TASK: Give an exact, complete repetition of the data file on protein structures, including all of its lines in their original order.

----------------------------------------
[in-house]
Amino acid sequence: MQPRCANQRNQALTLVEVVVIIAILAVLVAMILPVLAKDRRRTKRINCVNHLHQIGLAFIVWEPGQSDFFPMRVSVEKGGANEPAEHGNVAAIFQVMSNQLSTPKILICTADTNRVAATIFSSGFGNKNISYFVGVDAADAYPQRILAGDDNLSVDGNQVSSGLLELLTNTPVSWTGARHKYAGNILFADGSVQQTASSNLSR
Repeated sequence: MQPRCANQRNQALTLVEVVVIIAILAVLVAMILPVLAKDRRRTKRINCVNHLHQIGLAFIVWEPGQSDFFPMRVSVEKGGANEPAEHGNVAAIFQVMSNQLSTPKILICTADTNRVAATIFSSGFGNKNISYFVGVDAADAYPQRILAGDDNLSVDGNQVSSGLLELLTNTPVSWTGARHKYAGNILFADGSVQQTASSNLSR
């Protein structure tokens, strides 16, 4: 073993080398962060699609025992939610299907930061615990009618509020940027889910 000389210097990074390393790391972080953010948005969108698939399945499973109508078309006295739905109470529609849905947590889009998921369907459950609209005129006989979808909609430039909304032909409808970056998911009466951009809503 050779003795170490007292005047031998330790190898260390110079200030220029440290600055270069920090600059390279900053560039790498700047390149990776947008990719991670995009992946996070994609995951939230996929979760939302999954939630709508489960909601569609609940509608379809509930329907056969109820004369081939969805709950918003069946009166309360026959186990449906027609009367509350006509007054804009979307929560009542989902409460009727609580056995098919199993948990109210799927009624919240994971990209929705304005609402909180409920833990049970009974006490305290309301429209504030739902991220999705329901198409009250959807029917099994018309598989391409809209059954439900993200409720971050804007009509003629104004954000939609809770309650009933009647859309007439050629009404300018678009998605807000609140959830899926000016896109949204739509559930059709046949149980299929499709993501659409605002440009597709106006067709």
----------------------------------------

[in-house]
Amino acid sequence: MQPRCANQRNQALTLVEVVVIIAILAVLVAMILPVLAKDRRRTKRINCVNHLHQIGLAFIVWEPGQSDFFPMRVSVEKGGANEPAEHGNVAAIFQVMSNQLSTPKILICTADTNRVAATIFSSGFGNKNISYFVGVDAADAYPQRILAGDDNLSVDGNQVSSGLLELLTNTPVSWTGARHKYAGNILFADGSVQQTASSNLSR
Repeated sequence: MQPRCANQRNQALTLVEVVVIIAILAVLVAMILPVLAKDRRRTKRINCVNHLHQIGLAFIVWEPGQSDFFPMRVSVEKGGANEPAEHGNVAAIFQVMSNQLSTPKILICTADTNRVAATIFSSGFGNKNISYFVGVDAADAYPQRILAGDDNLSVDGNQVSSGLLELLTNTPVSWTGARHKYAGNILFADGSVQQTASSNLSR
């Protein structure tokens, strides 16, 4: 073993080398962060699609025992939610299907930061615990009618509020940027889910 000389210097990074390393790391972080953010948005969108698939399945499973109508078309006295739905109470529609849905947590889009998921369907459950609209005129006989979808909609430039909304032909409808970056998911009466951009809503 050779003795170490007292005047031998330790190898260390110079200030220029440290600055270069920090600059390279900053560039790498700047390149990776947008990719991670995009992946996070994609995951939230996929979760939302999954939630709508489960909601569609609940509608379809509930329907056969109820004369081939969805709950918003069946009166309360026959186990449906027609009367509350006509007054804009979307929560009542989902409460009727609580056995098919199993948990109210799927009624919240994971990209929705304005609402909180409920833990049970009974006490305290309301429209504030739902991220999705329901198409009250959807029917099994018309598989391409809209059954439900993200409720971050804007009509003629104004954000939609809770309650009933009647859309007439050629009404300018678009998605807000609140959830899926000016896109949204739509559930059709046949149980299929499709993501659409605002440009597709106006067709």